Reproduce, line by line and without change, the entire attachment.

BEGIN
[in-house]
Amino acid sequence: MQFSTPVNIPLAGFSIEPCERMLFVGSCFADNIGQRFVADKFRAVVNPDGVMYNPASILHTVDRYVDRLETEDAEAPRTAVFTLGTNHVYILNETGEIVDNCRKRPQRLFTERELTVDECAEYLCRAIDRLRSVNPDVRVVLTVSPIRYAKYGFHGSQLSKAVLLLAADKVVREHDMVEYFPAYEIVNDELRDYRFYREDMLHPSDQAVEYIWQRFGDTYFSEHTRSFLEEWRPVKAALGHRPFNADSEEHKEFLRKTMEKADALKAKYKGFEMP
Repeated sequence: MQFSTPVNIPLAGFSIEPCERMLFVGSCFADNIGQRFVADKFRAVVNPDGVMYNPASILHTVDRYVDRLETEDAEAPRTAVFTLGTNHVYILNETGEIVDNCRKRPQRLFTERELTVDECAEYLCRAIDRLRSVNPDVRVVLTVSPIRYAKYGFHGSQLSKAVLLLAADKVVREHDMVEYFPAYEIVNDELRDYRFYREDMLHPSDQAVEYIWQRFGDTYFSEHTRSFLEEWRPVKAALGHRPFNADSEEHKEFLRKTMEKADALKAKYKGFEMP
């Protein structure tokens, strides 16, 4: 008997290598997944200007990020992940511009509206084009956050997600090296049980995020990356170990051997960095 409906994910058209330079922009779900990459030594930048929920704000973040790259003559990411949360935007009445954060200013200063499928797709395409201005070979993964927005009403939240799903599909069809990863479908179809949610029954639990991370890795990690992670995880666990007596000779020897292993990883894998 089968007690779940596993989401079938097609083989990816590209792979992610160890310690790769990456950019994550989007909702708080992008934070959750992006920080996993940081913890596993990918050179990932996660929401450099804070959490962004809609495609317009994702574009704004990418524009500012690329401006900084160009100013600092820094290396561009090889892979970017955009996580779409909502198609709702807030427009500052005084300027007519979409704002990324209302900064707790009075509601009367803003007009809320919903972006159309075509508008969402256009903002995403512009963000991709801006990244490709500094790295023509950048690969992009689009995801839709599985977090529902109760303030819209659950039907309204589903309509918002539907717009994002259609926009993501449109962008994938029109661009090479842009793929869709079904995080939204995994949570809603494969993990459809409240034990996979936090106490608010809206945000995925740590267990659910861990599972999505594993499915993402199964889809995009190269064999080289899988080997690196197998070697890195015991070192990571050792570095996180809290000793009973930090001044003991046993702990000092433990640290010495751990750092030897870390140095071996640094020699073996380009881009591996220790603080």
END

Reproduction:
[in-house]
Amino acid sequence: MQFSTPVNIPLAGFSIEPCERMLFVGSCFADNIGQRFVADKFRAVVNPDGVMYNPASILHTVDRYVDRLETEDAEAPRTAVFTLGTNHVYILNETGEIVDNCRKRPQRLFTERELTVDECAEYLCRAIDRLRSVNPDVRVVLTVSPIRYAKYGFHGSQLSKAVLLLAADKVVREHDMVEYFPAYEIVNDELRDYRFYREDMLHPSDQAVEYIWQRFGDTYFSEHTRSFLEEWRPVKAALGHRPFNADSEEHKEFLRKTMEKADALKAKYKGFEMP
Repeated sequence: MQFSTPVNIPLAGFSIEPCERMLFVGSCFADNIGQRFVADKFRAVVNPDGVMYNPASILHTVDRYVDRLETEDAEAPRTAVFTLGTNHVYILNETGEIVDNCRKRPQRLFTERELTVDECAEYLCRAIDRLRSVNPDVRVVLTVSPIRYAKYGFHGSQLSKAVLLLAADKVVREHDMVEYFPAYEIVNDELRDYRFYREDMLHPSDQAVEYIWQRFGDTYFSEHTRSFLEEWRPVKAALGHRPFNADSEEHKEFLRKTMEKADALKAKYKGFEMP
């Protein structure tokens, strides 16, 4: 008997290598997944200007990020992940511009509206084009956050997600090296049980995020990356170990051997960095 409906994910058209330079922009779900990459030594930048929920704000973040790259003559990411949360935007009445954060200013200063499928797709395409201005070979993964927005009403939240799903599909069809990863479908179809949610029954639990991370890795990690992670995880666990007596000779020897292993990883894998 089968007690779940596993989401079938097609083989990816590209792979992610160890310690790769990456950019994550989007909702708080992008934070959750992006920080996993940081913890596993990918050179990932996660929401450099804070959490962004809609495609317009994702574009704004990418524009500012690329401006900084160009100013600092820094290396561009090889892979970017955009996580779409909502198609709702807030427009500052005084300027007519979409704002990324209302900064707790009075509601009367803003007009809320919903972006159309075509508008969402256009903002995403512009963000991709801006990244490709500094790295023509950048690969992009689009995801839709599985977090529902109760303030819209659950039907309204589903309509918002539907717009994002259609926009993501449109962008994938029109661009090479842009793929869709079904995080939204995994949570809603494969993990459809409240034990996979936090106490608010809206945000995925740590267990659910861990599972999505594993499915993402199964889809995009190269064999080289899988080997690196197998070697890195015991070192990571050792570095996180809290000793009973930090001044003991046993702990000092433990640290010495751990750092030897870390140095071996640094020699073996380009881009591996220790603080």